Armed (footed?) with our heavy duty waterproofing socks, we schlepped back to the car to gear up.  I put Vaseline on my feet, hands, and face (for moisture/blister protection on my feet, and for wind/cold protection on my hands and face).  The storm socks had some awkward and thick seams around the toe area, which worried me for blisters, but I figured I'd be better off with that than with wet feet.  They were also really slippery, so I put my normal socks on top of them, to get "normal" friction between the sock and inside of the shoe.  This basically forced me to wear my Foundations with the screws in them, since they are a little roomier than my 2170s, and could easily accommodate the thicker socks by loosening the laces.  Still, I was in agreement with the Striders clerk that Yaktrax would be my best bet on powder, so I ended up putting the Yaktrax on my screwed Foundations (double traction??).  My only hesitation was that the powder probably wouldn't last for long, because it would be packed pretty quickly, but I figured I could stop and take off the Yaktrax and attach them to my race belt if the snow got packed enough.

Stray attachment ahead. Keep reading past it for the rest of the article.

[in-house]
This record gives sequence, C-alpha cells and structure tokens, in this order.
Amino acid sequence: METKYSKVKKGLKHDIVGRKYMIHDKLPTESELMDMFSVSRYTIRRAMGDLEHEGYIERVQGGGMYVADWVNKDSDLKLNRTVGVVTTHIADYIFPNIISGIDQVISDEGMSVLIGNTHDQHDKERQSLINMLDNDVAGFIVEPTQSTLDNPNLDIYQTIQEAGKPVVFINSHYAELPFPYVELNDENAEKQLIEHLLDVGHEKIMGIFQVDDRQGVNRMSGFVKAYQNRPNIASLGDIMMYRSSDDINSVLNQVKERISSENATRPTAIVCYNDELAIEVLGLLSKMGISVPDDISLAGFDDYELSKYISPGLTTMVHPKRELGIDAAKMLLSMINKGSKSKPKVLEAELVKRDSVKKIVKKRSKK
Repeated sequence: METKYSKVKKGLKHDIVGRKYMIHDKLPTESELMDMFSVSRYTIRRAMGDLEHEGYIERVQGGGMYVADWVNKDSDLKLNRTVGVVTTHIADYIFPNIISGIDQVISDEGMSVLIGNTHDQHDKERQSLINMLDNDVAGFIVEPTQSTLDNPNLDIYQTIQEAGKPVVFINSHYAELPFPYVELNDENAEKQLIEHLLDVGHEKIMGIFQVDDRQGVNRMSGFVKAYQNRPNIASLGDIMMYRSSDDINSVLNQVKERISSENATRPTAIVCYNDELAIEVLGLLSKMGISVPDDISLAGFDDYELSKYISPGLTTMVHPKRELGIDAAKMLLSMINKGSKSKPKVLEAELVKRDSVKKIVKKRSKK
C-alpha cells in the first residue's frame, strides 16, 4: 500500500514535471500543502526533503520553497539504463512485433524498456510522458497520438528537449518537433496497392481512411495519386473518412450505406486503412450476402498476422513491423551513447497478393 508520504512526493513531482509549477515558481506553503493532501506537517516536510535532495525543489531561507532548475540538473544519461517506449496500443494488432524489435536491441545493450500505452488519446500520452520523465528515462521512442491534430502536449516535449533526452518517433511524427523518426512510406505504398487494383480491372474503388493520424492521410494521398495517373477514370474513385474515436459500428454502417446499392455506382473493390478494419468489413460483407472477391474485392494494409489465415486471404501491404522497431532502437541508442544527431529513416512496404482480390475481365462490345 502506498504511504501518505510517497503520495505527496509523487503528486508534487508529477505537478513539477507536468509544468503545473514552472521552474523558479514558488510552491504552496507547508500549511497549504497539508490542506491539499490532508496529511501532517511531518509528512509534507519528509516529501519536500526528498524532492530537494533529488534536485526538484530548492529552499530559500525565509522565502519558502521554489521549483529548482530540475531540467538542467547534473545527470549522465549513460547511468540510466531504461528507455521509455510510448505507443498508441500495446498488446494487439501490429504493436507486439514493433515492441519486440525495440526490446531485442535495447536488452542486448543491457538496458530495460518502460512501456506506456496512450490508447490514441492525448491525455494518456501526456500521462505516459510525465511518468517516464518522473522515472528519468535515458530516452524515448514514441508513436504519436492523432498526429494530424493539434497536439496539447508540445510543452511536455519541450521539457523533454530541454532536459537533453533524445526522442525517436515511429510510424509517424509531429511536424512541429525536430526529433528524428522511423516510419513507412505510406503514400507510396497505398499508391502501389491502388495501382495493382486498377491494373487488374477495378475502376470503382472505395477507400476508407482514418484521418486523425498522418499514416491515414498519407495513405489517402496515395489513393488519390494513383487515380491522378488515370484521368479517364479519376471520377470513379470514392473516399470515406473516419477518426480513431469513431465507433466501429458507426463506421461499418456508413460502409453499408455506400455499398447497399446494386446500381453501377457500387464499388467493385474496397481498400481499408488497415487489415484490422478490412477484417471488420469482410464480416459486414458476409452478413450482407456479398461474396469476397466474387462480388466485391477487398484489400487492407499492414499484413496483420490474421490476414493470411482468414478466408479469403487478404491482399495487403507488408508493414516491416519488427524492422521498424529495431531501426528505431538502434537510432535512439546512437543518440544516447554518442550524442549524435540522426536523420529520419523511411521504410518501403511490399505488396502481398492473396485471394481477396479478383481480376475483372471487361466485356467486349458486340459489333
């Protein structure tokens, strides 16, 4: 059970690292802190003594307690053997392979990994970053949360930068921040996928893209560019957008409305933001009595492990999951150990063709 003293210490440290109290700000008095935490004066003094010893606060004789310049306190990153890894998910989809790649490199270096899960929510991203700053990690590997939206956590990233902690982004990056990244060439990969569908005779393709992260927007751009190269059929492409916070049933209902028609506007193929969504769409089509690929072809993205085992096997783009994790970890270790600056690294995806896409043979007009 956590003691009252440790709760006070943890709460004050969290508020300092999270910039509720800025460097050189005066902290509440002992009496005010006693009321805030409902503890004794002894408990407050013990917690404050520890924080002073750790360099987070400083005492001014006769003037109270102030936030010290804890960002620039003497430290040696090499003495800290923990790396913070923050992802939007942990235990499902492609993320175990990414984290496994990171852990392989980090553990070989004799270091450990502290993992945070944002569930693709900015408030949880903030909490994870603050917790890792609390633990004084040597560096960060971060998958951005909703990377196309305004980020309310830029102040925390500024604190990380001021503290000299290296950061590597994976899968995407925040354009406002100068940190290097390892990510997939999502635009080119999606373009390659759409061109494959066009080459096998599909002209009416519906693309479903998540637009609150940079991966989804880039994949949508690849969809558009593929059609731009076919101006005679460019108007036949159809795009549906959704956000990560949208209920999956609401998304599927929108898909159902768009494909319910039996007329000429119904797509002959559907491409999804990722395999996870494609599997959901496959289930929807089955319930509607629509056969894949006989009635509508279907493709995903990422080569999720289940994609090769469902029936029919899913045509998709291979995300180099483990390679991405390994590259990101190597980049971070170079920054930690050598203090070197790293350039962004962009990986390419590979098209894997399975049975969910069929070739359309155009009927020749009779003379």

This shot shows how much "deeper" the coils can go compared to the screws.  
At the last minute in the car I decided to put on a second shirt too, since I was cold at that point.  I did have on a thin tech shirt and my jacket, but decided to put a second tech shirt on top of the first.  We (finally) left the car and headed into the (crowded!) warming tent for a few minutes.


I fought my way to the packet pickup table to get a safety pin, since the race used D-tag timing and I was afraid the glue wouldn't hold in the snow.  I put a safety pin through the hole to hold the tabs together in case of glue failure.  Jeff always threads a lace through for that purpose, but I like my tag closer to my toe, and I'm not going to unlace my shoes that far! Then I fought my way back out and grabbed Jeff (he was chatting with some ladies, as usual!) and pulled him out of the tent.  It was close to start time and I didn't want to get stuck in the masses trying to get out at the last minute.  We lined up and waited for the go!